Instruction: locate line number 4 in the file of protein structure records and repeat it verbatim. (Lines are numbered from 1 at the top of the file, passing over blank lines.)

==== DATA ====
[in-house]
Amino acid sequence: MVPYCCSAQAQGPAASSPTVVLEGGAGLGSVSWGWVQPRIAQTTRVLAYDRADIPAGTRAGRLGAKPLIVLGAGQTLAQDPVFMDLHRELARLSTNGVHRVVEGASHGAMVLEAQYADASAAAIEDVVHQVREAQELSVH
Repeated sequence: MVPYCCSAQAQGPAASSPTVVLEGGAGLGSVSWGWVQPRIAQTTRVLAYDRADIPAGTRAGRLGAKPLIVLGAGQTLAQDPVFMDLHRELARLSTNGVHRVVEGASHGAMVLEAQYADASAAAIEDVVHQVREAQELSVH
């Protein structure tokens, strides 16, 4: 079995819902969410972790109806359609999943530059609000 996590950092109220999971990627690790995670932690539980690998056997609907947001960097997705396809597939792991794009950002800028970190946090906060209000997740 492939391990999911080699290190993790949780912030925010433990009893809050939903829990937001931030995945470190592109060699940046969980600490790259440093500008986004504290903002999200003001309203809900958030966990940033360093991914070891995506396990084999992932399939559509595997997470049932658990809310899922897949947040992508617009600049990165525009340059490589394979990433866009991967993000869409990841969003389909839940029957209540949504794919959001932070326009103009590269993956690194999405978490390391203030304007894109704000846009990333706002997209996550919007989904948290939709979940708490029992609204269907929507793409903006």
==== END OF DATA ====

């Protein structure tokens, strides 16, 4: 079995819902969410972790109806359609999943530059609000 996590950092109220999971990627690790995670932690539980690998056997609907947001960097997705396809597939792991794009950002800028970190946090906060209000997740 492939391990999911080699290190993790949780912030925010433990009893809050939903829990937001931030995945470190592109060699940046969980600490790259440093500008986004504290903002999200003001309203809900958030966990940033360093991914070891995506396990084999992932399939559509595997997470049932658990809310899922897949947040992508617009600049990165525009340059490589394979990433866009991967993000869409990841969003389909839940029957209540949504794919959001932070326009103009590269993956690194999405978490390391203030304007894109704000846009990333706002997209996550919007989904948290939709979940708490029992609204269907929507793409903006």